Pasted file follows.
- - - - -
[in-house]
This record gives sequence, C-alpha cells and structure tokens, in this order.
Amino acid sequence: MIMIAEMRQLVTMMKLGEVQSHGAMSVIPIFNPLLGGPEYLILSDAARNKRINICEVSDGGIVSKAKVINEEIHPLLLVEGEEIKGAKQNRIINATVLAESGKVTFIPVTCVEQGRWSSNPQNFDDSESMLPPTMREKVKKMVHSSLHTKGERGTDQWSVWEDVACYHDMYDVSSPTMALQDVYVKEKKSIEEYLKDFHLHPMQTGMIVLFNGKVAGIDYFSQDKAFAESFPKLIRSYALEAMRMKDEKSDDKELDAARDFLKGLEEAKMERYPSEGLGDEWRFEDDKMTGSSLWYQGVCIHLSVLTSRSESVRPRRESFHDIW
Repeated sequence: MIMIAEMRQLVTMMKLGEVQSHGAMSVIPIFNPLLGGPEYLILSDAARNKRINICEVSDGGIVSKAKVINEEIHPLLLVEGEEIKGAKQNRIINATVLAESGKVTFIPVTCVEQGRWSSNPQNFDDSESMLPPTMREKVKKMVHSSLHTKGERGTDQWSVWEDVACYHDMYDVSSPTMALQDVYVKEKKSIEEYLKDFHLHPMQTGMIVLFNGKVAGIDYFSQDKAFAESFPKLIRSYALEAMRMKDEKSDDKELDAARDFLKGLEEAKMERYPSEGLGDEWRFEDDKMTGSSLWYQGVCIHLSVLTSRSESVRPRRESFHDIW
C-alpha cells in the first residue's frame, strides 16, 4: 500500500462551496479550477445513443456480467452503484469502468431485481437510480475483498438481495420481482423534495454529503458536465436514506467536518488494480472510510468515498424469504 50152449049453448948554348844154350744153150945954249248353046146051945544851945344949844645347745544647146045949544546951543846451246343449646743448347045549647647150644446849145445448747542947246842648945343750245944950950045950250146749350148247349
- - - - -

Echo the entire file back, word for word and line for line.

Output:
[in-house]
This record gives sequence, C-alpha cells and structure tokens, in this order.
Amino acid sequence: MIMIAEMRQLVTMMKLGEVQSHGAMSVIPIFNPLLGGPEYLILSDAARNKRINICEVSDGGIVSKAKVINEEIHPLLLVEGEEIKGAKQNRIINATVLAESGKVTFIPVTCVEQGRWSSNPQNFDDSESMLPPTMREKVKKMVHSSLHTKGERGTDQWSVWEDVACYHDMYDVSSPTMALQDVYVKEKKSIEEYLKDFHLHPMQTGMIVLFNGKVAGIDYFSQDKAFAESFPKLIRSYALEAMRMKDEKSDDKELDAARDFLKGLEEAKMERYPSEGLGDEWRFEDDKMTGSSLWYQGVCIHLSVLTSRSESVRPRRESFHDIW
Repeated sequence: MIMIAEMRQLVTMMKLGEVQSHGAMSVIPIFNPLLGGPEYLILSDAARNKRINICEVSDGGIVSKAKVINEEIHPLLLVEGEEIKGAKQNRIINATVLAESGKVTFIPVTCVEQGRWSSNPQNFDDSESMLPPTMREKVKKMVHSSLHTKGERGTDQWSVWEDVACYHDMYDVSSPTMALQDVYVKEKKSIEEYLKDFHLHPMQTGMIVLFNGKVAGIDYFSQDKAFAESFPKLIRSYALEAMRMKDEKSDDKELDAARDFLKGLEEAKMERYPSEGLGDEWRFEDDKMTGSSLWYQGVCIHLSVLTSRSESVRPRRESFHDIW
C-alpha cells in the first residue's frame, strides 16, 4: 500500500462551496479550477445513443456480467452503484469502468431485481437510480475483498438481495420481482423534495454529503458536465436514506467536518488494480472510510468515498424469504 50152449049453448948554348844154350744153150945954249248353046146051945544851945344949844645347745544647146045949544546951543846451246343449646743448347045549647647150644446849145445448747542947246842648945343750245944950950045950250146749350148247349